category_theory/examples/topological_spaces.lean:instance : has_mem X.α (open_set X) := computability/partrec_code.lean:instance : has_mem (ℕ →. ℕ) code := ⟨λ f c, eval c = f⟩ data/finset.lean:instance : has_mem α (finset α) := ⟨λ a s, a ∈ s.1⟩ data/hash_map.lean:instance : has_mem α (hash_map α β) := ⟨λa m, m.contains a⟩ data/multiset.lean:instance : has_mem α (multiset α) := ⟨mem⟩ data/option.lean:instance has_mem : has_mem α (option α) := ⟨λ a b, b = some a⟩ data/pfun.lean:instance : has_mem α (roption α) := ⟨roption.mem⟩ data/semiquot.lean:instance : has_mem α (semiquot α) := ⟨λ a q, a ∈ q.s⟩ data/seq/computation.lean:instance : has_mem α (computation α) := ⟨computation.mem⟩ data/seq/seq.lean:instance : has_mem α (seq α) := data/seq/wseq.lean:instance : has_mem α (wseq α) := data/seq/wseq.lean: unfold cons has_mem.mem wseq.mem seq.mem seq.cons, simp, linear_algebra/submodule.lean:instance : has_mem β (submodule α β) := ⟨λ x y, x ∈ (y : set β)⟩ logic/basic.lean:theorem ne_of_mem_of_not_mem {α β} [has_mem α β] {s : β} {a b : α} set_theory/lists.lean:instance {b} : has_mem (lists α) (lists' α b) := set_theory/lists.lean:instance : has_mem (lists α) (lists α) := ⟨mem⟩ set_theory/zfc.lean:instance : has_mem pSet.{u} pSet.{u} := ⟨mem⟩ set_theory/zfc.lean:instance : has_mem Set Set := ⟨mem⟩ set_theory/zfc.lean:show @has_mem.mem _ _ Set.has_mem y ⟦⟨α, A⟩⟧ → p y, from set_theory/zfc.lean:instance : has_mem Class Class := ⟨Class.mem⟩

#### Kenny Lau (Oct 02 2018 at 07:13):

how did you search that?

#### Kenny Lau (Oct 02 2018 at 07:14):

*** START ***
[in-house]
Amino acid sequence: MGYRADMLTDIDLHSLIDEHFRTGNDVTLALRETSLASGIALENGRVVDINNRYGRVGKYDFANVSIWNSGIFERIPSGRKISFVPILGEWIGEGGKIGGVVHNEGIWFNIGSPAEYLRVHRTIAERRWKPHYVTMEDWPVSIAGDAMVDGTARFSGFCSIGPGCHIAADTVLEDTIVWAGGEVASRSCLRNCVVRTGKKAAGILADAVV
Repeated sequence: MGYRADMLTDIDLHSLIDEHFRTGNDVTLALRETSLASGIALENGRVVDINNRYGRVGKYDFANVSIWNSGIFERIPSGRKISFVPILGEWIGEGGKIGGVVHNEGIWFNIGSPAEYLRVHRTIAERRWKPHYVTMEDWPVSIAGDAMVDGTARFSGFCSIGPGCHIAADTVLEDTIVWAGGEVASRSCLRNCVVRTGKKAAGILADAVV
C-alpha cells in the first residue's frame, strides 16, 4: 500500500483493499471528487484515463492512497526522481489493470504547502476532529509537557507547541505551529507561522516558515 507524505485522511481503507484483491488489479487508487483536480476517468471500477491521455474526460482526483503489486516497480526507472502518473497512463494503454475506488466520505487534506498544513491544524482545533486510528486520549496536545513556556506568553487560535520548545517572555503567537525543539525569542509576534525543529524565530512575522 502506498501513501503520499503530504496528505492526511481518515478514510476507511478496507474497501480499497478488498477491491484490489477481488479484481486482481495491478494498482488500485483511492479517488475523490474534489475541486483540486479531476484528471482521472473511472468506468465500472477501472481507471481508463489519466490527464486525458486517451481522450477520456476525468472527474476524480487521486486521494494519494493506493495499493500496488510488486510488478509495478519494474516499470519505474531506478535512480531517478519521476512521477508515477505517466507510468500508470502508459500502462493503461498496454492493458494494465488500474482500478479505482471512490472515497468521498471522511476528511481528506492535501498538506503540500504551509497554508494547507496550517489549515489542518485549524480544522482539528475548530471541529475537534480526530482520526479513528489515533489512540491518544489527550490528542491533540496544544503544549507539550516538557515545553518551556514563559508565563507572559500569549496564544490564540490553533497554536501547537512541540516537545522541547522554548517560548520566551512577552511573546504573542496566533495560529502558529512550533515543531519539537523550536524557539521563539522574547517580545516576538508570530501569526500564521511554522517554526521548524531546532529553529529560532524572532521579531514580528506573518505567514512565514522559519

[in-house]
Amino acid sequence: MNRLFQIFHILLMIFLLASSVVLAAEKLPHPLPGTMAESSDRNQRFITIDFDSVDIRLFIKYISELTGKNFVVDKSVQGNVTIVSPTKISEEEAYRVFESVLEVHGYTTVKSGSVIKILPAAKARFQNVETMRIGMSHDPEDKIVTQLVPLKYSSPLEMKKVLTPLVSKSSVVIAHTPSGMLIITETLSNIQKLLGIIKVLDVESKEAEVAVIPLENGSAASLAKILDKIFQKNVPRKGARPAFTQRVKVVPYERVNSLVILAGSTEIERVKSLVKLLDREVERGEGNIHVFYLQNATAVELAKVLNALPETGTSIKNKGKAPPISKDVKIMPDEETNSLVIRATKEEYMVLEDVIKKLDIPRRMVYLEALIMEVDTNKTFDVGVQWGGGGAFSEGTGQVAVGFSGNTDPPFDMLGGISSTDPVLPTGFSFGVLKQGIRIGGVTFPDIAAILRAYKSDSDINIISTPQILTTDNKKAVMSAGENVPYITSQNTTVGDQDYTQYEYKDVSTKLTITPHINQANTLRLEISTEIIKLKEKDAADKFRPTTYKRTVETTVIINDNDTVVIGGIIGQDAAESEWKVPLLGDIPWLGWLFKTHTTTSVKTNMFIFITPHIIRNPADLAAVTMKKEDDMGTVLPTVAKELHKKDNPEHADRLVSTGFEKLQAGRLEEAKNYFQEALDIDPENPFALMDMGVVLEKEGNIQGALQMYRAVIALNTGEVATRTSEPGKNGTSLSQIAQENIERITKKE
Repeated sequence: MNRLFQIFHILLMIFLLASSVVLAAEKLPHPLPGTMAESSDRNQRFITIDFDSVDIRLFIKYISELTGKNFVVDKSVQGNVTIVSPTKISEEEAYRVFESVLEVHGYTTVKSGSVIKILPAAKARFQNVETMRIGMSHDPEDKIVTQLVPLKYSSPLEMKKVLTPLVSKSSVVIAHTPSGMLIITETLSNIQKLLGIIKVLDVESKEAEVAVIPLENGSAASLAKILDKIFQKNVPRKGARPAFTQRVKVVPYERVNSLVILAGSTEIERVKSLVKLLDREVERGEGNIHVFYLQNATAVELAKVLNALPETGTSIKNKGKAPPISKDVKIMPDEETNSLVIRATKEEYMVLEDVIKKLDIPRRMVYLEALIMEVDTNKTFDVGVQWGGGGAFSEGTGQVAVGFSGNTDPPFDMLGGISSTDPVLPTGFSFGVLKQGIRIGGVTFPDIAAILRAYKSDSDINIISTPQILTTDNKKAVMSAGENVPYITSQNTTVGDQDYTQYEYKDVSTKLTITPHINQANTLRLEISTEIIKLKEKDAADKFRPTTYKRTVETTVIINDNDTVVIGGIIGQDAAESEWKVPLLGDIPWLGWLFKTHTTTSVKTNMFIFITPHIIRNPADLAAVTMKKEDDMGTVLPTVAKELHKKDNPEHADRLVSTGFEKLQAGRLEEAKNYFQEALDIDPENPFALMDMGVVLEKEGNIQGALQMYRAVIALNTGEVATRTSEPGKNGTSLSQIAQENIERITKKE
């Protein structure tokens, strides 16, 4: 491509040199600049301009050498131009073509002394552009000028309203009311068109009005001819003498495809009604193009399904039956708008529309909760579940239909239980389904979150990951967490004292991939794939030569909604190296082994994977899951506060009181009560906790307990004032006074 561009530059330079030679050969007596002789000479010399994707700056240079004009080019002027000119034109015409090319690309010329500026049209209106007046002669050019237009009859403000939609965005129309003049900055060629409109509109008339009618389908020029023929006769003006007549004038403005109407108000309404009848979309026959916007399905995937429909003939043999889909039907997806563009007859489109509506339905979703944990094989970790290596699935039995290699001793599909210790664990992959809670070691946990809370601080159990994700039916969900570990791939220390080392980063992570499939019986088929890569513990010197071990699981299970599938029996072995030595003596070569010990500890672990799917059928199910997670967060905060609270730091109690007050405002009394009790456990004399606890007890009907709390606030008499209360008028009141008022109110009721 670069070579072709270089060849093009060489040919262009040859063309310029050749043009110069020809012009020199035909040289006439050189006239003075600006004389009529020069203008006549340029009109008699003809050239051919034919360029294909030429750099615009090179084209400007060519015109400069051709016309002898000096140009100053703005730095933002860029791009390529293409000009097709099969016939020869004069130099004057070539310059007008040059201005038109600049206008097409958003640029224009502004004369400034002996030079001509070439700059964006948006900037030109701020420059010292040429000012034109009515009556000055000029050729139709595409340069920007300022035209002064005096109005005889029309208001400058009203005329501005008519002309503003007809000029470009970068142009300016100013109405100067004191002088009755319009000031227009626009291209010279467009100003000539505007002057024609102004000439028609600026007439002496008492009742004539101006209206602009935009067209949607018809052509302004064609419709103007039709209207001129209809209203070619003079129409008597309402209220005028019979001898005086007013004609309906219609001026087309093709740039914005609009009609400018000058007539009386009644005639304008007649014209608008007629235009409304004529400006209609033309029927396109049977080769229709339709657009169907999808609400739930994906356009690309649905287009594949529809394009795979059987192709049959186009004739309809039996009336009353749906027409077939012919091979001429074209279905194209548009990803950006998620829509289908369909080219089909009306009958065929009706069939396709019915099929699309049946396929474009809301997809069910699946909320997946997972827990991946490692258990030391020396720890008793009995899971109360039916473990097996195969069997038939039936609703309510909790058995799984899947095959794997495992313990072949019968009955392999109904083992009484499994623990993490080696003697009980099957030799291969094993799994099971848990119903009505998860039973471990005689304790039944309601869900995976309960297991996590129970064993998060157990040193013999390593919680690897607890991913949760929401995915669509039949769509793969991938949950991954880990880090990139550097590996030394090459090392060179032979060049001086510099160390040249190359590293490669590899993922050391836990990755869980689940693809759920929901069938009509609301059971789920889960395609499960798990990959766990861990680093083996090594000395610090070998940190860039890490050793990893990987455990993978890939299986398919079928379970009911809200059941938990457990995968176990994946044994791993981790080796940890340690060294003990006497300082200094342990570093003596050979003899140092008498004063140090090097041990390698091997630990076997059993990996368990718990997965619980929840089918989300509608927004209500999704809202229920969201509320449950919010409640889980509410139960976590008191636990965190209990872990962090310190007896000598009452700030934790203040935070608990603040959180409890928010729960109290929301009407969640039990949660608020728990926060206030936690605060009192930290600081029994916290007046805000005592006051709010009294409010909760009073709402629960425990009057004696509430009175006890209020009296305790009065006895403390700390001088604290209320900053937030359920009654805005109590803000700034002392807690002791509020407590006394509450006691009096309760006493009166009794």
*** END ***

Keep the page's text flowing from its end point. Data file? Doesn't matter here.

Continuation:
oh, it's a grep right

#### Sean Leather (Oct 02 2018 at 07:23):

how did you search that?

`git grep has_mem`

#### Simon Hudon (Oct 02 2018 at 07:25):

Why not `#print instances has_mem`

?

#### Sean Leather (Oct 02 2018 at 07:27):

Why not? You could use that, too. `git grep`

is faster and, in this case, useful enough.

#### Simon Hudon (Oct 02 2018 at 07:28):

I accept your answer.

#### Johannes Hölzl (Oct 02 2018 at 07:37):

I don't think a `has_mem`

version of `disjoint`

makes sense. You get surely some basic facts from the implication. But otherwise we don't have any structure behind `mem`

. Its better to use the `lattice`

version.

#### Sean Leather (Oct 02 2018 at 07:39):

In my case (which may be strange), I can't use the `lattice`

version. It requires the types to be the same.

#### Mario Carneiro (Oct 02 2018 at 07:39):

Note that anything that satisfies that definition also fits the lattice definition (at least mathematically), since it can be expressed on the lattice of sets `{x | x \in s}`

#### Sean Leather (Oct 02 2018 at 07:40):

In particular, I want to show that a `list`

and a `finset`

are disjoint.

#### Mario Carneiro (Oct 02 2018 at 07:40):

oh, I see you've made the types different